A determined young woman has defied all odds by becoming a talented clarinet player – despite being profoundly DEAF.
Ruth MacMullen, 29, was diagnosed at just 18-months-old as “just one up from total deafness”.
Her parents were told by doctors that she would not be able to hear or talk – and that learning British Sign Language was her only option.
But as Ruth grew older she was determined to not let her lack of hearing stop her from singing – and playing a range of instruments.
With the help of two Cochlear implants and her mother’s early tuition – she is currently taking singing lessons to help her progress as a talented artist.
Ruth, of York, said: “There was no history in my family so it took a while for my parents to find out.
“They realised something was wrong because I was not responding to noises. My mum could drop a stack of saucepans and I wouldn’t wake up.”
Despite the early diagnosis, Ruth’s parents BeBe and Philip MacMullen weren’t prepared to accept what they were told without question, and became determined to give their daughter “a normal life”.
With the support of a high powered hearing aid and a speech and language therapist, Ruth was able to learn to speak and even began to sing.
Her mum BeBe taught her Ruth how to focus on the rise and fall of pitch so she could sing.
Ruth said: “My parents were open to the idea of sign language but what they wanted to do was to try and use my residual hearing.
“When I was eight I said ‘I really want to learn an instrument’ and They thought it was a brilliant idea. I wanted to learn the flute at first – but it was too soft so I learned the clarinet.”
Ruth not only learned the clarinet but went on to join an orchestra, a woodwind group and to pass her Grade 6 clarinet exam.
Ruth added: “Music was always important to me – I grew up listening to Bob Dylan and the Grateful Dead. Music has been part of my life.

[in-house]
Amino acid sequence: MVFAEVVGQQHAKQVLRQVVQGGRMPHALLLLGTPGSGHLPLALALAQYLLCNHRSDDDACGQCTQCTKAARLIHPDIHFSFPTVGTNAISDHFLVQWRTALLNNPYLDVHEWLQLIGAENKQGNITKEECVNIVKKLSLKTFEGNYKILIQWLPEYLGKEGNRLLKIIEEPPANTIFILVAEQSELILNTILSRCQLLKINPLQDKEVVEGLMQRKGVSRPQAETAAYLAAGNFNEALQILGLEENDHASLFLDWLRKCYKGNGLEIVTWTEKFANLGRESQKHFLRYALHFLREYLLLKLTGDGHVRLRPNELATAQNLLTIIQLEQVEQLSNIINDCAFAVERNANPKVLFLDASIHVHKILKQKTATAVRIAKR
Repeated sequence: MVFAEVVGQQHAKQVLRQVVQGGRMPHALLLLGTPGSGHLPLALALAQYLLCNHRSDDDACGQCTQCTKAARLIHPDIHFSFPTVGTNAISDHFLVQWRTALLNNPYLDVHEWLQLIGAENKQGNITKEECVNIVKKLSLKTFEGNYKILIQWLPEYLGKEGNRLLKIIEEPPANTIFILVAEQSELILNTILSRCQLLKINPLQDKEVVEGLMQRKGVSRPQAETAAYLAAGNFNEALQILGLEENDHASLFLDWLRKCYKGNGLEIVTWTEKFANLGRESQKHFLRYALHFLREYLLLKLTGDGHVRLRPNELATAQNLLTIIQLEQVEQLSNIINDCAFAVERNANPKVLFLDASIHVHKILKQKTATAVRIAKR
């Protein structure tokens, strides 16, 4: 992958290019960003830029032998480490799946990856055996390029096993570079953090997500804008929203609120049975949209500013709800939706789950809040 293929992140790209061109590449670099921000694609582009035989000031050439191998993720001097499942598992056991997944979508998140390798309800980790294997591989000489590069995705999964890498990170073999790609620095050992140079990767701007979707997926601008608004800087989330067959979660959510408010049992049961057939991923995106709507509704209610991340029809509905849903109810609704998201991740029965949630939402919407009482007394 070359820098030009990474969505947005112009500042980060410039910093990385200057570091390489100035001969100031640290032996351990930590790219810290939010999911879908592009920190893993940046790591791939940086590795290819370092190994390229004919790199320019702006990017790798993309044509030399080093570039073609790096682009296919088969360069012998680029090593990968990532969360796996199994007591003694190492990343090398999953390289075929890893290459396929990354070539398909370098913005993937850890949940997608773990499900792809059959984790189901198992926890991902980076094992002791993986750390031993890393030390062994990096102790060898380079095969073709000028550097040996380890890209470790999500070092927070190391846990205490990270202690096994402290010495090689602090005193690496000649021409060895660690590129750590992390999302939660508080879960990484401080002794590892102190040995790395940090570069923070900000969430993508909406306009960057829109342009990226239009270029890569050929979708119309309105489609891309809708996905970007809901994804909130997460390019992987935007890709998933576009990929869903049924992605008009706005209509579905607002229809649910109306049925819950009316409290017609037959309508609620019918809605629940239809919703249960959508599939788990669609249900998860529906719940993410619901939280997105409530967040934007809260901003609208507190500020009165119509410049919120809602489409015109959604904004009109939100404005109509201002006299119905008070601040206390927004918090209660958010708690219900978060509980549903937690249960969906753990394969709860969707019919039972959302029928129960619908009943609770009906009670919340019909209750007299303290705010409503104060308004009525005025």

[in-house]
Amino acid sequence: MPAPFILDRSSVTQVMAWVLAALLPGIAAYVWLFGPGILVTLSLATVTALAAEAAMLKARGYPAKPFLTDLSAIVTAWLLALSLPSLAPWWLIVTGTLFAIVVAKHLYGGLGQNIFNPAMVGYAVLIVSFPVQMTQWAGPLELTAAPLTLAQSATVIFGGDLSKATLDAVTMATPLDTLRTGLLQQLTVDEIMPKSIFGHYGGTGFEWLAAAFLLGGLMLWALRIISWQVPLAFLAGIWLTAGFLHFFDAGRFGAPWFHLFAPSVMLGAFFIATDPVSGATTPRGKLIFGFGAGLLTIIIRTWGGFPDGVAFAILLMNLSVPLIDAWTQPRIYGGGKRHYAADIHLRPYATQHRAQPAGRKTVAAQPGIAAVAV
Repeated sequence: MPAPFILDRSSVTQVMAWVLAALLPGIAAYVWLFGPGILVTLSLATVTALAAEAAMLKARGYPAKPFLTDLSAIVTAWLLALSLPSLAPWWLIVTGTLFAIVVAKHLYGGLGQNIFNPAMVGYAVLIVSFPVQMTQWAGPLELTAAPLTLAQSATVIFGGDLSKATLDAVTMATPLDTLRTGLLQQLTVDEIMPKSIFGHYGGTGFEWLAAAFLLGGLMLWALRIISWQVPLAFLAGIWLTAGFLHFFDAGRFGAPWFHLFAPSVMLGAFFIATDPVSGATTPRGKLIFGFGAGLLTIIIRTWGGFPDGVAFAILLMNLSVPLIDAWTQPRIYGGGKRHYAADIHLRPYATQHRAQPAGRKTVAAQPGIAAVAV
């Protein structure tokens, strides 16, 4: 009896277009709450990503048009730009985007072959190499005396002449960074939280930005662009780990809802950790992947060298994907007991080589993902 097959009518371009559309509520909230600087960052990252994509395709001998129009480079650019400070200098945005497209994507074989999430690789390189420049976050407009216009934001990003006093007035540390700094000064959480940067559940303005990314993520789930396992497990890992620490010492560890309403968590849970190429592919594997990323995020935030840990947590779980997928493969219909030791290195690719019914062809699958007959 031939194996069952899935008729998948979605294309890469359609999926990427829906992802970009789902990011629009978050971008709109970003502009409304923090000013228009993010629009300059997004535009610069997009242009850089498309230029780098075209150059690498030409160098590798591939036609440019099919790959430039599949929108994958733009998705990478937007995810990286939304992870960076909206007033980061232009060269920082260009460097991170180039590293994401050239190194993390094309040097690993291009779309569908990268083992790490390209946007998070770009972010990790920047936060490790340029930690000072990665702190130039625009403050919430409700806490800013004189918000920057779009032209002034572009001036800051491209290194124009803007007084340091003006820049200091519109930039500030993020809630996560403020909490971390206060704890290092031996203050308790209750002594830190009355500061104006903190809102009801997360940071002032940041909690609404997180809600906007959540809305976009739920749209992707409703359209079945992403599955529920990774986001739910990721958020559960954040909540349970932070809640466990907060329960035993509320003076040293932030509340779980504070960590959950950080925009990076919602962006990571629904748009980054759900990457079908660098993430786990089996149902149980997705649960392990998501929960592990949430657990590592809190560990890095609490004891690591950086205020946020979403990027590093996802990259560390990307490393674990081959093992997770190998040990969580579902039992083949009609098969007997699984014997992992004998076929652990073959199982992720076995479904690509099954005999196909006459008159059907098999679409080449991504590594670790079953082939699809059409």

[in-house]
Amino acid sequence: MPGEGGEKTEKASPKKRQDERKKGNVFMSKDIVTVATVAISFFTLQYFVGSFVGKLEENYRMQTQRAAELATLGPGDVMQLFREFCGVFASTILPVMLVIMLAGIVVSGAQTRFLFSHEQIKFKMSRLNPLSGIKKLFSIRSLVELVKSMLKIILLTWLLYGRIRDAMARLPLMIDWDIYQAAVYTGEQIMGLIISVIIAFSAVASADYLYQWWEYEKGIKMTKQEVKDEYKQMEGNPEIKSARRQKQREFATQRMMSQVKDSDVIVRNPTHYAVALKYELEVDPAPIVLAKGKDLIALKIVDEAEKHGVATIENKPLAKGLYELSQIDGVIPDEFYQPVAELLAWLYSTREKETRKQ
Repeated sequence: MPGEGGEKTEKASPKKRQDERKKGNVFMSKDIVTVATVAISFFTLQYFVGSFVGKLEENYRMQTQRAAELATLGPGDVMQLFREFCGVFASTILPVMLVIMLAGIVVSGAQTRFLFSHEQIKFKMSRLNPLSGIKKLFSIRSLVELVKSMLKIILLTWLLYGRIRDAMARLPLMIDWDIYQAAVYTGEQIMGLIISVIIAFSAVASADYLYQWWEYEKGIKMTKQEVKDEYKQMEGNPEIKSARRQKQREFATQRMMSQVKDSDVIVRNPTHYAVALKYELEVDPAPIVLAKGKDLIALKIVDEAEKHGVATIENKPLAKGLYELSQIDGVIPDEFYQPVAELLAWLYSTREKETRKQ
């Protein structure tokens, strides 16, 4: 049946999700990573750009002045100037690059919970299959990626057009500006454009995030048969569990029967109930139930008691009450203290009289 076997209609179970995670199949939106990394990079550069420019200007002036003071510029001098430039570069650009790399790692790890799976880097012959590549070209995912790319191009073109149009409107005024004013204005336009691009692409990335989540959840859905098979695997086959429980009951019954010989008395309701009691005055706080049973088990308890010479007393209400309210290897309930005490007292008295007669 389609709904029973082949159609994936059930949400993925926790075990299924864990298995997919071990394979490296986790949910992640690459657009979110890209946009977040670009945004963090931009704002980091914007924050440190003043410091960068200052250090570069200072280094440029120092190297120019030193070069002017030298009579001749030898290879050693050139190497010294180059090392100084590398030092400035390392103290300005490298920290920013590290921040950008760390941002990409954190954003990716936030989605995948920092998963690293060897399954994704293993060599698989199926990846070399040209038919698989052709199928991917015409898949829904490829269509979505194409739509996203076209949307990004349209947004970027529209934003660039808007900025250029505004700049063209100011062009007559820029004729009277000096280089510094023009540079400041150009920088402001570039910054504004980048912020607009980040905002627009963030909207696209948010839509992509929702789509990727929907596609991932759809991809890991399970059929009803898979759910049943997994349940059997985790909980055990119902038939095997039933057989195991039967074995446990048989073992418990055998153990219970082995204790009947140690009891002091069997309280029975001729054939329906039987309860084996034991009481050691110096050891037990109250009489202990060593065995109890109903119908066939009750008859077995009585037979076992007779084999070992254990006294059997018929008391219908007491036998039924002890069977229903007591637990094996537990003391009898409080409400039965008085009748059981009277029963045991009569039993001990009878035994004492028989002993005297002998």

“I can’t tell you how much music means to me. I’m moved by beautiful music – it makes me happy.”
But the real game changer came when at the age of 13, Ruth was given a cochlear implant, an electronic device that replaces the function of the damaged inner ear.
Unlike hearing aids, which make sounds louder, cochlear implants do the work of the inner ear to provide sound signals to the brain.
Speaking about the ‘life-changing’ implant, Ruth said: “You begin to hear noises but you don’t know what they are.
“It takes your brain years to learn what noises are and turn them into sound. There’s a big difference between a noise and a sound you understand.”
Adding: “I was going to school at the time so it was very difficult – but it was worth it.”
At the age of 23 Ruth was given a second cochlear implant which helped her to hear speech in a noisy environment.
And since then Ruth’s musical talents have flourished and she plays music frequently after taking up singing lessons.
Ruth said: “Singing is something I have wanted to do all my life – because when I was little I was bullied for my voice.
“I wanted to sing to the world – and when I had my cochlear implant I could hear enough to sing, it’s a miracle really.
Adding: “My mum still thinks it’s a miracle. It sounds cheesy but it’s true.”
Ruth currently works as a librarian at York St John University after moving to the city to study a degree in history and English.
But she also works with charities to help people with hearing loss, including as a mentor for HearPeers, an online community where she offers advice to people who have, or have children with, profound or severe hearing loss.
Speaking about the advice she offers to parents, Ruth said, “It’s really important to look at what their children want out of life, to see if there’s a hobby they want to do and to support them with it.
“You are only limited if you allow yourself to be. It’s not just the ear, it’s the brain. The brain is a remarkable thing and it will cope if you practice and you push yourself.”
Ruth has urged people in York to speak to their GP about testing if they they or a relative may be experiencing problems with their hearing.
Speaking about what she calls the invisible stigma, Ruth said: “There’s a real stigma about people who do not hear properly.
Adding: “I think people need to speak clearly, face-to-face.”